Working Paper : The Adaptive Capacity of Soufriere, St Lucia to Climate Change

Working Paper : The Adaptive Capacity of Soufriere, St Lucia to Climate Change

Over the coming years, the Caribbean islands are expected to experience increasing temperatures and changes in wind and rainfall patterns. These climate changes are likely to result in a variety of other changes including sea level rise, ocean warming, coral bleaching, the loss of marine biodiversity, increased coastal erosion and landslides, changes in growing seasons, and increased prevalence of pests, invasive species and contagious diseases (GoSL 2003).

This paper is part of a larger ongoing research project called the Global Islands’ Vulnerability Research Adaptation Policy Development (GIVRAPD), which focuses on vulnerability and adaptation to climate change in four island communities in the Caribbean (St Lucia and Jamaica) and the Indian Ocean (Mauritius and Seychelles). Led by the not-for-profit organisation INTASAVE, the project aims to identify the multi-scale socio-cultural, economic, institutional and ecological factors that shape local vulnerability. This paper focuses specifically on the capacity of Soufriere, St Lucia to adapt to climate change. Soufriere is the westernmost town and district of St Lucia, which is located in the Lesser Antilles between the Caribbean Sea and the Atlantic Ocean (see Figure 1 on the following page). The town and district have a combined population of 8472.

As described in the subsequent two sections, the project used a methodology that combined qualitative research methods with the Local Adaptive Capacity (LAC) framework. The LAC framework was developed by the Overseas Development Institute in 2010 during its Africa Climate Change Resilience Alliance project. It characterises adaptive capacity based on five elements: asset base; institutions and entitlements; knowledge and information; innovation; and flexible forward-looking decision-making and governance. The selection of these elements was based on the empirical experience of the ODI research team. However, the LAC framework has not yet been applied in different contexts; nor has it been sufficiently grounded in academic theory.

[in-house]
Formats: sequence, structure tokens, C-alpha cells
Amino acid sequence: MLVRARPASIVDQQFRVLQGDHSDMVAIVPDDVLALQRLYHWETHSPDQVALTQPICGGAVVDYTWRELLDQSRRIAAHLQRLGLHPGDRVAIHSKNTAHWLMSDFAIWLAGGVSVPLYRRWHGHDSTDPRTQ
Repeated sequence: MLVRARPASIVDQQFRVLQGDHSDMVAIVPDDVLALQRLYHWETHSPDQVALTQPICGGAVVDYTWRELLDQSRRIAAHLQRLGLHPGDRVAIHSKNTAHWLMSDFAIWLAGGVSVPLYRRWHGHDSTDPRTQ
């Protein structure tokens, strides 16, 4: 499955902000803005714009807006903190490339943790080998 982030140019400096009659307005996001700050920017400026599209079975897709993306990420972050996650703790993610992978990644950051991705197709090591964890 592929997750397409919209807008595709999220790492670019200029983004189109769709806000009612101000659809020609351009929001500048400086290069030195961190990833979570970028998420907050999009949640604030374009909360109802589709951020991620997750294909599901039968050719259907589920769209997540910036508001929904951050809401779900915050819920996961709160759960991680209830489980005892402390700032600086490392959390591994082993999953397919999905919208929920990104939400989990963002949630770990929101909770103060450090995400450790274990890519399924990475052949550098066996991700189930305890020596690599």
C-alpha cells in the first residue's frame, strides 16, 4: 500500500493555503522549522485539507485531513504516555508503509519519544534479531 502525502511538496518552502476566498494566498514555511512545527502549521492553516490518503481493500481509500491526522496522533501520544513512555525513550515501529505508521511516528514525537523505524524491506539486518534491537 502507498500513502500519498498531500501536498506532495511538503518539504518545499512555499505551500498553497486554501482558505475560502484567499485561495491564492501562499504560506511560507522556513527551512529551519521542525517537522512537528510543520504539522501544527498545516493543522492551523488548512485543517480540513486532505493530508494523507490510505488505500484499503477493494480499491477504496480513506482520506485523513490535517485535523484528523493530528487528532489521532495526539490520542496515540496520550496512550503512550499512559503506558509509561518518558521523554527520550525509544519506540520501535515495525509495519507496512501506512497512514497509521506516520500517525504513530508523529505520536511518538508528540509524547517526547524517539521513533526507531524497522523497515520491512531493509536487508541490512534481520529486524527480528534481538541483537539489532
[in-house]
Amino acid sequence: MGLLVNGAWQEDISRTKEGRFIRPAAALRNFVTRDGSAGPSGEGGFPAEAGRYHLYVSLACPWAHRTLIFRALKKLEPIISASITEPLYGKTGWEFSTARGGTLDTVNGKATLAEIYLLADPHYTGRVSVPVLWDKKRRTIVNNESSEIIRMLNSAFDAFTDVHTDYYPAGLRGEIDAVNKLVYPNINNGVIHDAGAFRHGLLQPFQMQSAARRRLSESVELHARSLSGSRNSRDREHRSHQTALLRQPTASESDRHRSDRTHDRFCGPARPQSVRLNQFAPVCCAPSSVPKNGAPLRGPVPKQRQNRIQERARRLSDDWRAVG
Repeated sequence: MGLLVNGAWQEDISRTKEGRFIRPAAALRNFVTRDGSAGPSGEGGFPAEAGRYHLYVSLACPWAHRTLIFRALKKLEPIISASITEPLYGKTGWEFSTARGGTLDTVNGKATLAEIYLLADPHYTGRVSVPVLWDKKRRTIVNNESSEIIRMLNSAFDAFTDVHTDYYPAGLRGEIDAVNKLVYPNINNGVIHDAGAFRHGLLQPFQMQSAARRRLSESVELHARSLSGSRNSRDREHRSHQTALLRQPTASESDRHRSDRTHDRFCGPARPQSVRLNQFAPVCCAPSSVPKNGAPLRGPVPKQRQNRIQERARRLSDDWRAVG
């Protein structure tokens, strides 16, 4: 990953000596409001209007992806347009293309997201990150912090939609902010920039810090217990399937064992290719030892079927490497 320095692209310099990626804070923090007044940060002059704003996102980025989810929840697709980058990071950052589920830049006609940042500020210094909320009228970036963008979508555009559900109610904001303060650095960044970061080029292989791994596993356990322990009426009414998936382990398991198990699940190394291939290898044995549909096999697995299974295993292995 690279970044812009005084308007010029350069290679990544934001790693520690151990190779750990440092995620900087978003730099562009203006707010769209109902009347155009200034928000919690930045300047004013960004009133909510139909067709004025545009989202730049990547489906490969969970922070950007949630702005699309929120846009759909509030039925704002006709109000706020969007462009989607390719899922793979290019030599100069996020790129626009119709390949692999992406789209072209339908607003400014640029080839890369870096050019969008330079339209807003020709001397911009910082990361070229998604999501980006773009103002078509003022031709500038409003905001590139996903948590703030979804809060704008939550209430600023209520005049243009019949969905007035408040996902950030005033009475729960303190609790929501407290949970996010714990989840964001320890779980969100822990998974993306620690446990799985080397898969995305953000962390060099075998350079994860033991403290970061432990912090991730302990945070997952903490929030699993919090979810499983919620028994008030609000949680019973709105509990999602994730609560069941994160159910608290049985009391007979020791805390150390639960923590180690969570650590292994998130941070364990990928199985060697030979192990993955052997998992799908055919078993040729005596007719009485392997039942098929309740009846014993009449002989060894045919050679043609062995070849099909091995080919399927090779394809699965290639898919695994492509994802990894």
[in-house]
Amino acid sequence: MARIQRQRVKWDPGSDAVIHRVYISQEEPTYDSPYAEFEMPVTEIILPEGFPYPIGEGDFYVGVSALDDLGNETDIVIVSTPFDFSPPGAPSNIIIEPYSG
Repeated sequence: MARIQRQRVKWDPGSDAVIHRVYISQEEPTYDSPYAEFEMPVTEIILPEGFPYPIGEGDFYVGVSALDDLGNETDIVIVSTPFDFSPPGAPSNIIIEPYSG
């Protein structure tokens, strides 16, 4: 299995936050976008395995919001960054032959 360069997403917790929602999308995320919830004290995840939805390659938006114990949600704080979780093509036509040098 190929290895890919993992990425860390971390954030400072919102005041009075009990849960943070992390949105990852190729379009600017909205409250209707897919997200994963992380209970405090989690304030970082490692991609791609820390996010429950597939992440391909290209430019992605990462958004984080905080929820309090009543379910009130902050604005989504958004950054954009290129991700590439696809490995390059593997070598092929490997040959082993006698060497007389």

Therefore, beyond offering a case study on the capacity of Soufriere to adapt to climate change, this paper will contribute to the literature in two ways. First, it will argue that the LAC’s focus on institutions, knowledge, innovation and flexibility in decision-making and governance corresponds with an evolutionary perspective on adaptive capacity (as elaborated in Hogarth, Campbell and Wandell 2014). Second, by piloting the LAC framework in the Soufriere, it will offer a critical assessment of whether the tool captures important elements of adaptive capacity across different geographical contexts.

Picture: Robert Pittman

Add new comment

Plain text

  • No HTML tags allowed.
  • Lines and paragraphs break automatically.
  • Web page addresses and email addresses turn into links automatically.
This question is for testing whether or not you are a human visitor and to prevent automated spam submissions.